You’ve been there: scrolling along your Instagram and seeing all the pretty birds attending all the same events, one outfit better than another, posing together, posing apart, selfie here, duckface there. It was during during the last Coachella festival that I kept taking note of some instagrams of a particular photography style popping up on the accounts of some of Germany’s top influencers. The photo credit was always the same: Paul Ripke. A quick search and in no time I was following him on Instagram and Facebook where I was to find out that he is a German photographer from Hamburg, who’s recently relocated to Los Angeles. Ripke is a documentary photographer who has made a name for himself photographing soccer players, musicians, race car drivers and a few naked women. Not exactly the subject matter I follow closely which is why I didn’t actually expect to learn much at the photography workshop he held in cooperation with HUAWEI last week.

paul ripke workshop

Nonetheless I was in for a surprise. Those 5 hours flew by so quickly because Ripke shared plenty of unexpected insights and was completely open about what he had come to learn in over 10 years of professionally working in photography. He also filled us in on the wonders of the new Mate 9, a HUAWEI smartphone that actually features a LEICA lens! But more on that incredible phone later. Ripke does offer weeklong photography workshops for a solid $5000 if you want the full experience but for now, here are some of the top tips he gave, completely free:

1. You don’t need a massive camera (just a good one)

When it comes to documentary photography many professionals will work with 2, sometimes even 3 large full-frame cameras with even bigger lenses attached to them. Ripke would never do such a thing. He works with a Leica M-P and a 24mm lens and nothing else. Ever. This not only gives him flexibility and free hands, it also helps make subjects more comfortable and him more relatable. Which takes us to point 2…

paul ripke workshop

2. Keep a low profile

Ripke appoints his belly as one of his biggest assets in his line of work. Dressing casual, looking like “a dude” is part of his recipe for success when it comes to chatting his way into backstage areas and onto guest lists. He says that coming across as non-threatening has been his ticket to some of his greatest photos. His lack of a giant camera probably helps with this image.

3. If it’s not interesting, make it interesting

In documentary photography many photographer might argue that you should really only photograph what is going on, the way it is going on. Not Ripke. If it adds to a great shot he’s not shy to tell people to move, ask them to act a certain way or place them wherever he sees fit to get that one awesome shot. I think there is a lesson to be learned here for your travel photography as well: never be shy to intervene, ask people to pose for your photo, even ask them to do something so you can get a great photograph out of it. Doesn’t a bridge look much cooler, when someone crosses it? Doesn’t a plate of food look even more inviting when two hands are holding it? Exactly.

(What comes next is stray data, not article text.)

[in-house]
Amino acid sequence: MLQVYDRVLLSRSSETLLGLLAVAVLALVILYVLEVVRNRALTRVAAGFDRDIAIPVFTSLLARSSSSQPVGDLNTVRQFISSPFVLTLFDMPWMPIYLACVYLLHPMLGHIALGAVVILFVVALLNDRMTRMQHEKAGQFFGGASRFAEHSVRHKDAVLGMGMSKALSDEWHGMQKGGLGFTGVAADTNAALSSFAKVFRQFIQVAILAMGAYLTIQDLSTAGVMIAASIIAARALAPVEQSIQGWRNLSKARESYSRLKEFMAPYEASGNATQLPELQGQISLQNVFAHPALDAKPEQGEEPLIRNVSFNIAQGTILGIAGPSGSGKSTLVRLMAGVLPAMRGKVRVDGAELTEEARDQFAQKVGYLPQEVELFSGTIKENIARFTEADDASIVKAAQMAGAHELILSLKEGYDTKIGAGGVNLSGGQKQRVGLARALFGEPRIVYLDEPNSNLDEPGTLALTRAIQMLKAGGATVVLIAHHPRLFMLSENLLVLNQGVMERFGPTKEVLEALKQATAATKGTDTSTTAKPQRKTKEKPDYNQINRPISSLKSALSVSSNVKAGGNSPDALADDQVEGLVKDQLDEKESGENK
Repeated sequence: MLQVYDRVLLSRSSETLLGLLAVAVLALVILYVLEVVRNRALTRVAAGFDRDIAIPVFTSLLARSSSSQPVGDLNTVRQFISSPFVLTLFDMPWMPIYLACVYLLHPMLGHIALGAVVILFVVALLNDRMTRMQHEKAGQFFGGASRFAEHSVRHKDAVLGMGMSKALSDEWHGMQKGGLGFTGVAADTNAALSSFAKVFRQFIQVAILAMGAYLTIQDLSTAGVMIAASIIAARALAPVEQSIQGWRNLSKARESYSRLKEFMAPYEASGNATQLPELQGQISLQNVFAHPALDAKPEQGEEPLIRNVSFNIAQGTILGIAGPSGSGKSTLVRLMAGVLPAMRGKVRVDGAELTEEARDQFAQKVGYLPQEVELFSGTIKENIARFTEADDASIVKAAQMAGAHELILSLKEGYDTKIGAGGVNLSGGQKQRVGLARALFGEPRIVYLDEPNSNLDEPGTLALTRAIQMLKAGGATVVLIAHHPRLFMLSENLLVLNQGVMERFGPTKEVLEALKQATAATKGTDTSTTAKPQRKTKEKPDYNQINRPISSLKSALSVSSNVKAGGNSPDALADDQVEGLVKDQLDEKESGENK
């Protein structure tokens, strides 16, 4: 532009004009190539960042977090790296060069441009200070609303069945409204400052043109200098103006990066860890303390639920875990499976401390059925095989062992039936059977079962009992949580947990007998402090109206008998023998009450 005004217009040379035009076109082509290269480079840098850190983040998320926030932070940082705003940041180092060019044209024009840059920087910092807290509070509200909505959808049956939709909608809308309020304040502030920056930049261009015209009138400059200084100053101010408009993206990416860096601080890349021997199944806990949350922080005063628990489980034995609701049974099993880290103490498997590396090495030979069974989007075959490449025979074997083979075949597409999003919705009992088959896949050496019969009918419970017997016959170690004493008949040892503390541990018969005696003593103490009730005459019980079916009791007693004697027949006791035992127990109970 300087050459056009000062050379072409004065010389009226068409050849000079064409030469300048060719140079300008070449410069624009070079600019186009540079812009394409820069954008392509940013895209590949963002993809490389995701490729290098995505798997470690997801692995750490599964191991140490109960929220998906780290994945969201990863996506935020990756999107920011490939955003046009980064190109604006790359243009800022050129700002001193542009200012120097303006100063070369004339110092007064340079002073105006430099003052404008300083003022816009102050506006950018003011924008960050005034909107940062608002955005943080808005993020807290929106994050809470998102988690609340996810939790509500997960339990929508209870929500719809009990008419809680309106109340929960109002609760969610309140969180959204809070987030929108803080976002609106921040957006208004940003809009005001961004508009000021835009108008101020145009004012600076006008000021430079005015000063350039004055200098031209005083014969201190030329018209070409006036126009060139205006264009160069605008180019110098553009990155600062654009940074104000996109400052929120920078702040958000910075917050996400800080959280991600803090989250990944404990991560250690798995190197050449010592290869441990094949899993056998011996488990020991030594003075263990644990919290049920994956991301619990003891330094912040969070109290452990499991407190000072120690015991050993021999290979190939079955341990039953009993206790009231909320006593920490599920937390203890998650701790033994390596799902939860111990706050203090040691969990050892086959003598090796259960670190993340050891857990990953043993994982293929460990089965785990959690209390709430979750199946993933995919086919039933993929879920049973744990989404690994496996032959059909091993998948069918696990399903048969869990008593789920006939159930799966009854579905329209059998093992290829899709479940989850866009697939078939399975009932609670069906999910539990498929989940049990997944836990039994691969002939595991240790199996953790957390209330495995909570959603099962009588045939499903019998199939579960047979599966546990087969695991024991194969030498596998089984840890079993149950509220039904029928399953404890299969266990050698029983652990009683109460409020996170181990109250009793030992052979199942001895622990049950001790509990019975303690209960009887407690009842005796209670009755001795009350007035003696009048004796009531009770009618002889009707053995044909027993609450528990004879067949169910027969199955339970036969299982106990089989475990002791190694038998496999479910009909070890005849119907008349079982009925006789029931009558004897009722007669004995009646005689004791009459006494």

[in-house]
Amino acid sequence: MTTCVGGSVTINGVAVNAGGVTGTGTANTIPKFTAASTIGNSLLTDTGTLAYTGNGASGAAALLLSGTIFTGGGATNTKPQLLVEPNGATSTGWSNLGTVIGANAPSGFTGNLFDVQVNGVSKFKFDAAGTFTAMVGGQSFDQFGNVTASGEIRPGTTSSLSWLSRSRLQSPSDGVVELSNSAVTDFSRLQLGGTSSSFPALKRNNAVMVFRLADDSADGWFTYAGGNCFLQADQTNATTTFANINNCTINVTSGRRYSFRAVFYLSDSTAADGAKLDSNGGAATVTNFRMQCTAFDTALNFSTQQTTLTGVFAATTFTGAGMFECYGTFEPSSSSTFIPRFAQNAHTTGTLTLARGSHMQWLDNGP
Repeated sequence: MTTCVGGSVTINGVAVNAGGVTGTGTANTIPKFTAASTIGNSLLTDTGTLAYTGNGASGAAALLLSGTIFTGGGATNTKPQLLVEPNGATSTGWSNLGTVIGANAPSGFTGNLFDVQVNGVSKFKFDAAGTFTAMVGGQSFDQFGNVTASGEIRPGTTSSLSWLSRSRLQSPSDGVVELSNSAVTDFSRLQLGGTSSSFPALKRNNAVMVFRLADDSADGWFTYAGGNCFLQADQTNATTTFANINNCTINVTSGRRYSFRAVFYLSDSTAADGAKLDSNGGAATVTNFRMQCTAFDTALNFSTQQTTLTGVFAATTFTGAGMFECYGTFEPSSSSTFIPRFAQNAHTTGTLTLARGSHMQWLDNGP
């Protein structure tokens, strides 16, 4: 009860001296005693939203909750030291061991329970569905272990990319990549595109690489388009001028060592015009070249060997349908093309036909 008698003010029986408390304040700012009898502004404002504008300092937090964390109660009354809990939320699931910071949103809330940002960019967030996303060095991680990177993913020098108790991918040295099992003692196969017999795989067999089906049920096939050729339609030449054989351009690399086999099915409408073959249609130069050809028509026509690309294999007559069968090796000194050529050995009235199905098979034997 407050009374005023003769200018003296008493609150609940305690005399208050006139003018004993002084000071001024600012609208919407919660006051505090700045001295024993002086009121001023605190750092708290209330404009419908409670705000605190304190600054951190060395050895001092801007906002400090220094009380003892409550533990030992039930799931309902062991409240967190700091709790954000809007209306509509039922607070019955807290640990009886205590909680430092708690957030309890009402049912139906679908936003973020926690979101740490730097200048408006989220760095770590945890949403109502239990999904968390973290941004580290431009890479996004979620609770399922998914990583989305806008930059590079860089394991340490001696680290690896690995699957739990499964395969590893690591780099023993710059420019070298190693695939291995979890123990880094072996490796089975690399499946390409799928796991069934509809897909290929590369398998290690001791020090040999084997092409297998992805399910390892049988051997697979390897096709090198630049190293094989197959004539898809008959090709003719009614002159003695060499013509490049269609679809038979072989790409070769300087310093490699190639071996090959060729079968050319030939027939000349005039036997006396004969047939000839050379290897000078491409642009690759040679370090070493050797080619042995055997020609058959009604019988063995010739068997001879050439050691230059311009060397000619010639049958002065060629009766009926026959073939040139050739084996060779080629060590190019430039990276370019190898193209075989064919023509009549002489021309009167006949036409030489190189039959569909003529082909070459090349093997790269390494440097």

4. Find a different angle

This was an interesting one, since Ripke holds a view that many would share: he likes to photograph from below. Whaaaat?, I hear you say. Indeed, that is not the angle typically considered the most flattering. It comes down to lenses used so I sure would not consider this the one way forward but it’s a good concept to try out. The advantage: when holding the camera in front of your belly as you shoot (that’s how Ripke does it) most people won’t notice you are taking a picture, enabling you to document a very natural scene. I imagine that this would be a good strategy when shooting on a market or at a festival.

paul ripke workshop

5. Take a looooooot of pictures

It never hurts to have a lot of photos to choose from, after all that is far better than not having enough. Shooting a ton allows you to select the very best ones. It also allows you to spend less time focusing on getting that perfect shot and freeing your mind to actually being interactive and communicating with the world around you, as you shoot.

6. Trust in karma – help and you will be helped

At the end of the day it boils down to one thing: being a decent person. Give and you shalt receive, is Ripke’s motto, who claims to have helped out hundreds of people throughout the years which has built him a solid circle of people who are all too willing to return the favor. Something as simple as sending someone their photo can go a long way in making contacts for life.

paul ripke workshop

In the second part of the workshop, Ripke showed us how to work the camera of the HUAWEI Mate 9 and the HUAWEI P9. I was super impressed by this bit, because you can actually adjust your settings just like you would on an SLR camera. Ever heard of ISO? Shutter speed? White balance? If you have and aren’t shy of using them to get the best possible photo you’ll be pleased to hear that the Mate 9 and the P9 let you modify those and more manually.

We had a lot of fun playing around and taking shots of everything and everyone, applying our newly learned tips. I took HUNDREDS of photos and will definitely share some with you soon. Stay tuned for the follow up post to this one!

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*This post was created in cooperation with HUAWEI